Daniel Pink: The Surprising Truth about What Motivates Us

RSA offers up anoth­er ani­mat­ed video explain­ing what makes us tick. This time, they’re fea­tur­ing a lec­ture by Daniel Pink, the best­selling author of Dri­ve: The Sur­pris­ing Truth About What Moti­vates Us. Revis­it­ing research also found in Dan Ariely’s new book, The Upside of Irra­tional­i­ty, Pink dri­ves home the point that tra­di­tion­al moti­va­tion schemes – name­ly, bonus­es – rarely achieve their intend­ed results. In fact, the big­ger the bonus, the big­ger the decline in per­for­mance. Or so stud­ies show again and again. So what does moti­vate us? The desire to be self-direct­ed. The will to mas­ter some­thing. The hope to make a con­tri­bu­tion. It’s all what Pink calls “the pur­pose motive,” and it’s the stuff that keeps this site mov­ing along.

Relat­ed Con­tent:

Dan Ariely on the Irra­tional­i­ty of Bonus­es

Bar­bara Ehren­re­ich on The Per­ils of Pos­i­tive Psy­chol­o­gy

Philip Zim­bar­do on The Secret Pow­ers of Time

via Fora.TV

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Comments (2)
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  • Shelley says:

    Wow. Although I’m a writer, my “day job” is as a col­lege teacher, and I’m wondering–is this study avail­able to all the so-called edu­ca­tion experts who think the way to fix the schools is to offer teach­ers bonus­es?

  • Evan Plaice says:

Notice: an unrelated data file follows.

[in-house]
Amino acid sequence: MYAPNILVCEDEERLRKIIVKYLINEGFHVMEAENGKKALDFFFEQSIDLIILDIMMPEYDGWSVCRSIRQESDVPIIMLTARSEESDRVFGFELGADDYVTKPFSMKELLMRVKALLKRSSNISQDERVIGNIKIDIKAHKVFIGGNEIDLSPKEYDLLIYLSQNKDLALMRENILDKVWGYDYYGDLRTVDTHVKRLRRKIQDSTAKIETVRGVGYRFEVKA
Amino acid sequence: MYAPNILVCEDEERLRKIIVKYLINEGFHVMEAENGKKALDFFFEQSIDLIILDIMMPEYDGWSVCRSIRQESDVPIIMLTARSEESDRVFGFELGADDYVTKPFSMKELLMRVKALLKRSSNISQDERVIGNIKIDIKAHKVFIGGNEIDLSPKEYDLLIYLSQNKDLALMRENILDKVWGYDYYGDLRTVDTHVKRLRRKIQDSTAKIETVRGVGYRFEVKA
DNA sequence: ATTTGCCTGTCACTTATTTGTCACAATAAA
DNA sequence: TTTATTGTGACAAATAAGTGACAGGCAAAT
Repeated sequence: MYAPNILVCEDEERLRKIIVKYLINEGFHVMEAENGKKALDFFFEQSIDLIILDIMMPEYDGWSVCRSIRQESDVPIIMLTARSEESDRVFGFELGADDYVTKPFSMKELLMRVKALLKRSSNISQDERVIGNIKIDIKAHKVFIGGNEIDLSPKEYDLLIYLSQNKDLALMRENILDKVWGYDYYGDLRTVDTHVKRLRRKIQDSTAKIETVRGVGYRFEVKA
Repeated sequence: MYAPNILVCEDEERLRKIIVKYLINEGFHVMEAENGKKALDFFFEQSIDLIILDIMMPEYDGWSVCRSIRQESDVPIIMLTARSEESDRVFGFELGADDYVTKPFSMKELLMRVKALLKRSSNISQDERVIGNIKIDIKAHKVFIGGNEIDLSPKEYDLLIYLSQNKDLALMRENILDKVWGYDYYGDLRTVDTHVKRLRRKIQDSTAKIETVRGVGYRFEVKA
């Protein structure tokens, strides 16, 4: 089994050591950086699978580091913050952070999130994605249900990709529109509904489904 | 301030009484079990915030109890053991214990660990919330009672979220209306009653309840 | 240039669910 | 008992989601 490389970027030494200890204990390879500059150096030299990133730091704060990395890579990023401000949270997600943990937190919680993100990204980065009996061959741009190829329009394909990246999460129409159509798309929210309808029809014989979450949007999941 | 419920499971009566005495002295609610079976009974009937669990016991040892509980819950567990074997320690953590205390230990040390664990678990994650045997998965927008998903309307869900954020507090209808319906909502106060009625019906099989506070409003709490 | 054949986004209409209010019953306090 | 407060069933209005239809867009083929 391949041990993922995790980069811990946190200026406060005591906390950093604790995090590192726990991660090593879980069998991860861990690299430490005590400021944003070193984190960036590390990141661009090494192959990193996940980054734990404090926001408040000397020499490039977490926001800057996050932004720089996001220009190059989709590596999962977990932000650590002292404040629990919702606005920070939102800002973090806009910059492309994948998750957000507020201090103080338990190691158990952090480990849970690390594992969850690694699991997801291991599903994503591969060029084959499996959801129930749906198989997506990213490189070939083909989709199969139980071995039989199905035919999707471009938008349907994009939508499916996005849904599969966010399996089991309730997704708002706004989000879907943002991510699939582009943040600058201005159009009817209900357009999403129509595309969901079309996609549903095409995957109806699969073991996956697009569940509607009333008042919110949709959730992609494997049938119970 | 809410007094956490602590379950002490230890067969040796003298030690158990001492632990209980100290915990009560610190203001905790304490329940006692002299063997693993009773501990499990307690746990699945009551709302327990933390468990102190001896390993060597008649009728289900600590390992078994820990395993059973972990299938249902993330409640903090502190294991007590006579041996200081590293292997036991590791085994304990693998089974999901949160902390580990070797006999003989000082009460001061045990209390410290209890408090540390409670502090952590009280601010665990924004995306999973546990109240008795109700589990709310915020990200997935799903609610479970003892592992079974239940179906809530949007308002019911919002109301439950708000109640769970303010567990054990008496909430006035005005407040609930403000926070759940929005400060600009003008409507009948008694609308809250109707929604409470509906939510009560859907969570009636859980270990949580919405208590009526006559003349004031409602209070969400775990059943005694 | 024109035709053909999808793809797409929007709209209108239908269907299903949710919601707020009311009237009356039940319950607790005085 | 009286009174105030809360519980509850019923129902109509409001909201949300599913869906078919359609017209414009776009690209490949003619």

Being some­one who has poured tons of time/effort into open source projects I can attest that work for free and/or a pur­pose is infi­nite­ly more sat­is­fy­ing than work­ing for mon­ey. For one main rea­son. When you work for mon­ey, essen­tial­ly you’re being paid to make some­body’s idea work whether it’s good or bad sim­ply because they have mon­ey. In the open source dev world, if you have an idea, that’s not enough to gar­ner sup­port from the com­mu­ni­ty. There are 3 com­mon out­comes of shar­ing an idea in the open source envi­ron­ment: one, your idea is great, receives wide­spread sup­port and is gen­er­al­ly accept­ed (feels great); two, one or more peo­ple hear your idea it becomes an eye open­ing expe­ri­ence for them. Sud­den­ly you will be sur­round­ed by sup­port from high­ly skilled and tal­ent­ed peo­ple who are think­ing on the same wave­length as you (great­est feel­ing); three, some­body who has a bet­ter idea of the sys­tem you’re try­ing to apply your idea to and points out a major flaw in your think­ing so you re-for­mu­late, look for feed­back, or aban­don the idea because it’s stu­pid (not a bad thing). #1 and #2 are ide­al out­comes but they’re gen­er­al­ly the excep­tion. #3 is impor­tant because pro­gram­mers gen­er­al­ly have an inter­nal god com­plex, to hear that some­body else is more knowl­edge­able than you, you aren’t as smart as you thought you were, you need to work hard­er to under­stand the prob­lem so that you can present it in a fash­ion that will gain accep­tance from the com­mu­ni­ty. Being hum­bled pro­vides the pur­pose to want to do bet­ter, the mas­tery is gained by becom­ing good enough to gar­ner sup­port and have your idea be accept­ed by the com­mu­ni­ty, the self-direc­tion is the respon­si­bil­i­ty to face crit­i­cism and aver­sion to become bet­ter. It’s easy to be the best in an envi­ron­ment that’s dri­ven by ‘the pointy haired boss’ where being the best usu­al­ly involves ample time on your knees. It’s supreme­ly dif­fi­cult or impos­si­ble to be the best in a com­mu­ni­ty of capa­ble peers who are intrin­si­cal­ly dri­ven to do their best. It’s such a com­mu­ni­ty their time/effort/attention is what becomes valu­able and they have no reser­va­tions about let­ting you know about it. If there’s any­thing intrin­sic about moti­va­tion, it’s that peo­ple want to do their best. Unfor­tu­nate­ly, in the busi­ness world, that’s not the case. In busi­ness, being the guy who ignored any sense of intrin­sic moti­va­tion to ride on the backs of his peers into glo­ry is the hero. Look at Steve Jobs and Bill Gates. Nei­ther were very tal­ent­ed tech­ni­cal­ly in the big­ger pic­ture, Gates was a mas­ter at under­hand­ed busi­ness deals (dos was bought not cre­at­ed by gates) and buy­ing the results of oth­er peo­ple’s tal­ent. Jobs was an hip­pie ide­al­ist who saw an oppor­tu­ni­ty to ride hist friend Woznizak. Lis­ten to interviews/speeches giv­en by the Woz, he’s lit­er­al­ly a genius but like most of his type he strug­gles to see the world through any per­spec­tive but his own nar­row view. Jobs got rich sim­ply by pro­vid­ing The Woz with the resources and act­ed as a barrier/interface to the world so he The Woz could con­tin­ue doing what he loves to do best.

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